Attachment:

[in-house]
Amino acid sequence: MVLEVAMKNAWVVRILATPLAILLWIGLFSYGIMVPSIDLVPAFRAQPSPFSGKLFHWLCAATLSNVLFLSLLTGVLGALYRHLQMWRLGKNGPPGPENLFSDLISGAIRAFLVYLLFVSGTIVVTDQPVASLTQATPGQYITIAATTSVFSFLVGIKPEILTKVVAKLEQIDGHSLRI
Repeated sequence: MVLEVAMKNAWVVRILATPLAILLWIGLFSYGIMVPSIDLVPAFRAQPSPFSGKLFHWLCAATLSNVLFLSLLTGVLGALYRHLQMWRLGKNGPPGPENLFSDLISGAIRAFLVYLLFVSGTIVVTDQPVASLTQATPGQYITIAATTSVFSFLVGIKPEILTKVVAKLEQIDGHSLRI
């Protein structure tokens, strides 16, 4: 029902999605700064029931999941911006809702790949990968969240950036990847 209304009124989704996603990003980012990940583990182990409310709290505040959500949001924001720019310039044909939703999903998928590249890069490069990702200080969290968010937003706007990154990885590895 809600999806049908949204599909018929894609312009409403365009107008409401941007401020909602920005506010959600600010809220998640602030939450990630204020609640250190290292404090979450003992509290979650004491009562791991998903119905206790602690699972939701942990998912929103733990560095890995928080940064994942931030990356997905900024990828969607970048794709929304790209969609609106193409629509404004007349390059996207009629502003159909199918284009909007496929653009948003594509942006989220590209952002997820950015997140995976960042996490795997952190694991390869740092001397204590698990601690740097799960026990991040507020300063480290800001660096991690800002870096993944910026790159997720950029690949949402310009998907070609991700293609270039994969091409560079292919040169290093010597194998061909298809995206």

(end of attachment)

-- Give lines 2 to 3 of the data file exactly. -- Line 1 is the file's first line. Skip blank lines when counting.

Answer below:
Amino acid sequence: MVLEVAMKNAWVVRILATPLAILLWIGLFSYGIMVPSIDLVPAFRAQPSPFSGKLFHWLCAATLSNVLFLSLLTGVLGALYRHLQMWRLGKNGPPGPENLFSDLISGAIRAFLVYLLFVSGTIVVTDQPVASLTQATPGQYITIAATTSVFSFLVGIKPEILTKVVAKLEQIDGHSLRI
Repeated sequence: MVLEVAMKNAWVVRILATPLAILLWIGLFSYGIMVPSIDLVPAFRAQPSPFSGKLFHWLCAATLSNVLFLSLLTGVLGALYRHLQMWRLGKNGPPGPENLFSDLISGAIRAFLVYLLFVSGTIVVTDQPVASLTQATPGQYITIAATTSVFSFLVGIKPEILTKVVAKLEQIDGHSLRI